Onto Buckhorn’s climb and I saw a yellow and black team that I wanted to pass, we passed them but got passed back just before the gap. We were off chasing them over black to Club Gap. After Club, we were headed back over the way we came toward the Buckhorn shelter. I knew the road from Avery was quicker but I thought it was off-limits for some reason.

When we got to the staircase, I saw Cook and Jody and just had to ride the staircase. It felt great and I got some compliments from Jody on our aggressive pace. I said a quick thanks and then we were off down Clawhammer as fast as we could. This was the first gravel road we had been on all day as the rest had been fine singletrack. After three or four hair raising turns down Clawhammer, I felt something weird and realized I was holding my Ergon grip in my hand but it wasn’t attached to the handlebars. HOLY SHIT, I AM GOING TO DIE, was the first thought that crossed my mind, then I realized I should probably drop the grip and grab onto something but nothing was there. My handle bars had sheared off about a half inch past the grip. With the grip and handlebar gone, I used my left hand to steady what was left of the handlebars then grabbed two fingers worth of back brake as I clenched the seat with all my butt power (go on laugh at me, this was no laughing matter at that moment).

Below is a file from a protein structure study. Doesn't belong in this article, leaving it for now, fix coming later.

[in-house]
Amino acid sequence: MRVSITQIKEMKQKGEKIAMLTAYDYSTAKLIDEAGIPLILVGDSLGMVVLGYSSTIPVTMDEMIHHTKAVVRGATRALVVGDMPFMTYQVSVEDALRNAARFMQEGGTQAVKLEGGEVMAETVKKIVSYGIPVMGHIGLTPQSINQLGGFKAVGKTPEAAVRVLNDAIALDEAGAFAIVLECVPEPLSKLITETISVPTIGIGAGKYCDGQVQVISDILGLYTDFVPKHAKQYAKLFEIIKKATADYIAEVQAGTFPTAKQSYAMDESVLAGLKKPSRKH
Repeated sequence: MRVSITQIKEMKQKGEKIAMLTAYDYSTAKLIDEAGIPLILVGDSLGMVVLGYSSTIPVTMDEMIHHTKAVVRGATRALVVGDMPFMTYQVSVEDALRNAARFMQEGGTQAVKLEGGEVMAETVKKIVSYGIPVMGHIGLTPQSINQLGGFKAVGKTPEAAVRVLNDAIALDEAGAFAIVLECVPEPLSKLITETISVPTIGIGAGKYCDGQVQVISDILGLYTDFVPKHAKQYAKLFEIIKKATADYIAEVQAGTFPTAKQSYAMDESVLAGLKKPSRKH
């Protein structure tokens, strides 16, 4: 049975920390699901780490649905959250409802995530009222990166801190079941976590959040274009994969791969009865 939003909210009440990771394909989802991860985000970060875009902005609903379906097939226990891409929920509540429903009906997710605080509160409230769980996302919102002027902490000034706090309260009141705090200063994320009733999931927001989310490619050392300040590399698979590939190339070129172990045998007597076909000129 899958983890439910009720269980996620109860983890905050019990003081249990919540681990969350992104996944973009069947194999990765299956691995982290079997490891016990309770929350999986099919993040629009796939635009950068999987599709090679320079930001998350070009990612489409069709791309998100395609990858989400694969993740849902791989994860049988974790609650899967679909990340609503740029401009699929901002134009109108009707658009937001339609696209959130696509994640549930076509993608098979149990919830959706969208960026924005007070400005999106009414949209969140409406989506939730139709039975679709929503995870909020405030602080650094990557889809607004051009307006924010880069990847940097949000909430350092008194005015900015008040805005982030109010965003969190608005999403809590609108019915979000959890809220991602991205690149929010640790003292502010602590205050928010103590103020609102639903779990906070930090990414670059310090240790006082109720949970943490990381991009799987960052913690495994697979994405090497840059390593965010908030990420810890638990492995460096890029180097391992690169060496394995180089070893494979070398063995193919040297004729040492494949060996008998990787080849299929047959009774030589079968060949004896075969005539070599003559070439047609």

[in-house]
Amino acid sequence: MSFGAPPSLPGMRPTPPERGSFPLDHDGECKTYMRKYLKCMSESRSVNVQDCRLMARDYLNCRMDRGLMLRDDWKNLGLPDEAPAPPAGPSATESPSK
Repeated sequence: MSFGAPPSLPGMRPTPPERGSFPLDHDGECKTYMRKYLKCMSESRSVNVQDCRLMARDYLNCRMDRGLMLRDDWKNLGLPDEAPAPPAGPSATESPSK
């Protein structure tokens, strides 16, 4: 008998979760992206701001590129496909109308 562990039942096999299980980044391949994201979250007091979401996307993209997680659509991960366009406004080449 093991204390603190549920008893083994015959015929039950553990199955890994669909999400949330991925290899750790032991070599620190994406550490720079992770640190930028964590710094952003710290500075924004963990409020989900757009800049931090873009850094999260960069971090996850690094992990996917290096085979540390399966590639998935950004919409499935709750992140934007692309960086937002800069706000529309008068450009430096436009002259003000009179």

Miraculously, I pulled it out without going down. I quickly jogged back up to retrieve my grip and went to work getting the handle-bar out of the grip, I thought maybe I could slide the grip back onto the rest of the bar but quickly realized that I was just wasting time. Time to man up and ride this race home.

It wasn’t as bad as I thought it would be going down Clawhammer but I was worried about the descent down Black. I thought I might have to run the entire downhill. I got it in my mind that if I pedaled as hard as possible up Maxwell, I could get enough of a lead on Joe as to not hinder our progress too much on the downhill. I only had to walk once going up Maxwell due to the fact that standing and climbing is tough without a fully functional bar.

I crested the climb and took off up the hike-a-bike. Not too long into the descent and Joe was there. I was having a slow go at it but was able to ride all but the most technical parts. We had managed to ward off anyone from passing us until the turn back toward the finish. Ben and Drew went flying by and beat us by less than a minute. We ultimately ended up 17th out of 70 + teams.

A huge thanks to Eric and all the volunteers! Thanks to SMOKE BIKES for making my new CANINE frame that I won in the raffle. I will get some pictures up soon.